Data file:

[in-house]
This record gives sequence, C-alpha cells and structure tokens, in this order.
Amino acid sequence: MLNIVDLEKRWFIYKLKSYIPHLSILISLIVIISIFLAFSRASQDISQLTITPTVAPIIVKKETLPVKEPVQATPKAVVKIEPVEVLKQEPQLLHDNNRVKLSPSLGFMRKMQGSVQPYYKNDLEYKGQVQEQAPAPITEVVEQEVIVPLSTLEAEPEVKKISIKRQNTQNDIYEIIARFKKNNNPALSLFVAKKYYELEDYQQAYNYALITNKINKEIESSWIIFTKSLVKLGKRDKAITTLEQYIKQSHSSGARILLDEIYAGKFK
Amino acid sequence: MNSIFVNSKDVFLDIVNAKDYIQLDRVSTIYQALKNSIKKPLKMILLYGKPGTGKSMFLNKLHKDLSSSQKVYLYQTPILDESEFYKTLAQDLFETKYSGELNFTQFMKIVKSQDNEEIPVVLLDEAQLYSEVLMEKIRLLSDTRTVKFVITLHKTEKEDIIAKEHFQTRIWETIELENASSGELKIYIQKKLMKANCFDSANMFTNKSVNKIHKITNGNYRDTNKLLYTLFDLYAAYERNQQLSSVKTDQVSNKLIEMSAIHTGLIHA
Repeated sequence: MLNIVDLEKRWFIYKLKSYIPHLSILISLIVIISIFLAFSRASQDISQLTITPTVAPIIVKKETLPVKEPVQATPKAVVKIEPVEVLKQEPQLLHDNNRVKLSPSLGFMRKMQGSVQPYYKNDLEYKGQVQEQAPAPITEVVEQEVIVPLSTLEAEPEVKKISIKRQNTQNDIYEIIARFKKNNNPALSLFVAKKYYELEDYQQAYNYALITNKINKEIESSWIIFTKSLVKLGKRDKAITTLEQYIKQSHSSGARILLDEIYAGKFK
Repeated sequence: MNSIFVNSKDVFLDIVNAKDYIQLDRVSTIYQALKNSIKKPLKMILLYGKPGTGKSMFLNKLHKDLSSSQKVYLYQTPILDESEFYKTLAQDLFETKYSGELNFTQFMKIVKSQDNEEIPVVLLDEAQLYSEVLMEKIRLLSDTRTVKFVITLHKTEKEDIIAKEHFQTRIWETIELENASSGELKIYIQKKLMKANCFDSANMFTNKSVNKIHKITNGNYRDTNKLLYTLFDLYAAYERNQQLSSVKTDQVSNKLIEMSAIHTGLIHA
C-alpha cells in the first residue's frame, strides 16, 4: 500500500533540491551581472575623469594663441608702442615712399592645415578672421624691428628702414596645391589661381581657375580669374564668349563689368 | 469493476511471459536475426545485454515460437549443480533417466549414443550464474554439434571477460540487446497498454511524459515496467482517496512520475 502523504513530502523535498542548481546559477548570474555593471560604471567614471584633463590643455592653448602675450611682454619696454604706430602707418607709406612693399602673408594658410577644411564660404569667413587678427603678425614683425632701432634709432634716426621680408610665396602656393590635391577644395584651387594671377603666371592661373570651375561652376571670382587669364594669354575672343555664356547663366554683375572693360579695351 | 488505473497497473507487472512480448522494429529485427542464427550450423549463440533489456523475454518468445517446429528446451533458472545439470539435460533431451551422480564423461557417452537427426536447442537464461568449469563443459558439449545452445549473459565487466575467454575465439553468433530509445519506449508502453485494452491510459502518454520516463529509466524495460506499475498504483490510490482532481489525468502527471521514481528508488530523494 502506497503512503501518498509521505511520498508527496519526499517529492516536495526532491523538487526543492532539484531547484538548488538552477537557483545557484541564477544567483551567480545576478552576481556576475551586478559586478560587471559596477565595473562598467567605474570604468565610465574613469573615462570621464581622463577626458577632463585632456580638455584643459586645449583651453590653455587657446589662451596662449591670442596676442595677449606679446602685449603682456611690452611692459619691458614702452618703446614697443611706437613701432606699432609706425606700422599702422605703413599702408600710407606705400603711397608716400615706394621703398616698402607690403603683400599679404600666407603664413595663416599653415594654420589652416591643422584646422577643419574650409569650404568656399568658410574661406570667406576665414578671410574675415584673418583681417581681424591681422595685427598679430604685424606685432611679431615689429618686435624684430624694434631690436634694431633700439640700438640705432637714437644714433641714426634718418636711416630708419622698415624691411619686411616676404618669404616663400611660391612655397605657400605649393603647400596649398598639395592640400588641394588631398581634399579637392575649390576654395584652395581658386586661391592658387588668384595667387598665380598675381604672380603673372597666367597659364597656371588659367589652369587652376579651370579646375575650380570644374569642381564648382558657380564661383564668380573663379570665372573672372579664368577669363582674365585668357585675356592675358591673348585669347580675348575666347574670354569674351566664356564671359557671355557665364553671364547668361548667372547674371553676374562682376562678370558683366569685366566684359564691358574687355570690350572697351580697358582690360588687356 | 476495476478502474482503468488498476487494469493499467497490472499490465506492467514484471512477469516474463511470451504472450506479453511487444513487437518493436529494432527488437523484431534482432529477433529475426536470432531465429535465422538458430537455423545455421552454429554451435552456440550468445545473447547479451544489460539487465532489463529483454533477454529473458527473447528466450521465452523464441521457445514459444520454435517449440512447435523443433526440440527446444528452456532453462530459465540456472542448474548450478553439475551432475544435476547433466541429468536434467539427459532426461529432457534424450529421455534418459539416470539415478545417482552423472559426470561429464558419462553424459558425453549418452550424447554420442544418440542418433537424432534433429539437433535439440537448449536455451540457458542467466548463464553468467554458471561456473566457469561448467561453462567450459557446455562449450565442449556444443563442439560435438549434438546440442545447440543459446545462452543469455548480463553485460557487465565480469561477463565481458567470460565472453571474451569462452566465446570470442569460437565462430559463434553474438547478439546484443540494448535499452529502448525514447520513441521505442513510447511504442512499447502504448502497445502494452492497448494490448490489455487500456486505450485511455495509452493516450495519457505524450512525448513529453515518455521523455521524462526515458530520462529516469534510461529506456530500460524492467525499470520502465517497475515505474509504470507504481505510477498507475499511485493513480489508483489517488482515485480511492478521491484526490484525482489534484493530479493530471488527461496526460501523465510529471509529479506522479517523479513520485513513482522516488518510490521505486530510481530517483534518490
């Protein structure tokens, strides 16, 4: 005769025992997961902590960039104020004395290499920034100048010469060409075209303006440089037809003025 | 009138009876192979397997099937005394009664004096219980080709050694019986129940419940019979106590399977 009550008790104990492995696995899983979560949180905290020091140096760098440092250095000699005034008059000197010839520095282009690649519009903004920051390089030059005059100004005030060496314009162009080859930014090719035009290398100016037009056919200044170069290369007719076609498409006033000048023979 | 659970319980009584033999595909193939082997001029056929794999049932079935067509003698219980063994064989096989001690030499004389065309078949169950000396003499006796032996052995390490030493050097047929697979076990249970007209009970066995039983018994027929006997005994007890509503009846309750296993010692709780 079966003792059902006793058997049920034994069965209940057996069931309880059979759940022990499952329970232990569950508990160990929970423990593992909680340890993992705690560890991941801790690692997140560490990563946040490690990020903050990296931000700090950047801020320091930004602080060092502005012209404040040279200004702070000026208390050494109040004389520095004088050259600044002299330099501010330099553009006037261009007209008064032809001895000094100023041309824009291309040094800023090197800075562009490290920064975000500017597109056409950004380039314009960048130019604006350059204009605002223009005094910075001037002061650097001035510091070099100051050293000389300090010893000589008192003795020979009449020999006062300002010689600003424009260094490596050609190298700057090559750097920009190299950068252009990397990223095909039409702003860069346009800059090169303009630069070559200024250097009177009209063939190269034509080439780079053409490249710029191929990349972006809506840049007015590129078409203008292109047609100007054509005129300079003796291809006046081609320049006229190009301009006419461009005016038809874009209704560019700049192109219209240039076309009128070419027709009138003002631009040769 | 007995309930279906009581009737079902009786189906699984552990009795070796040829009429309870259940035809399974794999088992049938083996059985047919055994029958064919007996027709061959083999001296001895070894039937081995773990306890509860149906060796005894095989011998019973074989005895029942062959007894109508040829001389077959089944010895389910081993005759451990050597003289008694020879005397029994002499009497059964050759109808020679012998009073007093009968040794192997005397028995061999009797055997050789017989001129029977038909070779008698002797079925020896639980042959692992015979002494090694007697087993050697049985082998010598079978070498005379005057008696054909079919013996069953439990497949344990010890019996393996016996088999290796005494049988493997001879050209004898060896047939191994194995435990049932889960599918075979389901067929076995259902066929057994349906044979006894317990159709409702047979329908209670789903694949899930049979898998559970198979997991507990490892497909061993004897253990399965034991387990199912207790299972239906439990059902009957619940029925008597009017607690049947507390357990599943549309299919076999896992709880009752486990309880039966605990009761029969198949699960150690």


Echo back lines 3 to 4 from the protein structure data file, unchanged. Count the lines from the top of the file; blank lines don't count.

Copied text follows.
Amino acid sequence: MLNIVDLEKRWFIYKLKSYIPHLSILISLIVIISIFLAFSRASQDISQLTITPTVAPIIVKKETLPVKEPVQATPKAVVKIEPVEVLKQEPQLLHDNNRVKLSPSLGFMRKMQGSVQPYYKNDLEYKGQVQEQAPAPITEVVEQEVIVPLSTLEAEPEVKKISIKRQNTQNDIYEIIARFKKNNNPALSLFVAKKYYELEDYQQAYNYALITNKINKEIESSWIIFTKSLVKLGKRDKAITTLEQYIKQSHSSGARILLDEIYAGKFK
Amino acid sequence: MNSIFVNSKDVFLDIVNAKDYIQLDRVSTIYQALKNSIKKPLKMILLYGKPGTGKSMFLNKLHKDLSSSQKVYLYQTPILDESEFYKTLAQDLFETKYSGELNFTQFMKIVKSQDNEEIPVVLLDEAQLYSEVLMEKIRLLSDTRTVKFVITLHKTEKEDIIAKEHFQTRIWETIELENASSGELKIYIQKKLMKANCFDSANMFTNKSVNKIHKITNGNYRDTNKLLYTLFDLYAAYERNQQLSSVKTDQVSNKLIEMSAIHTGLIHA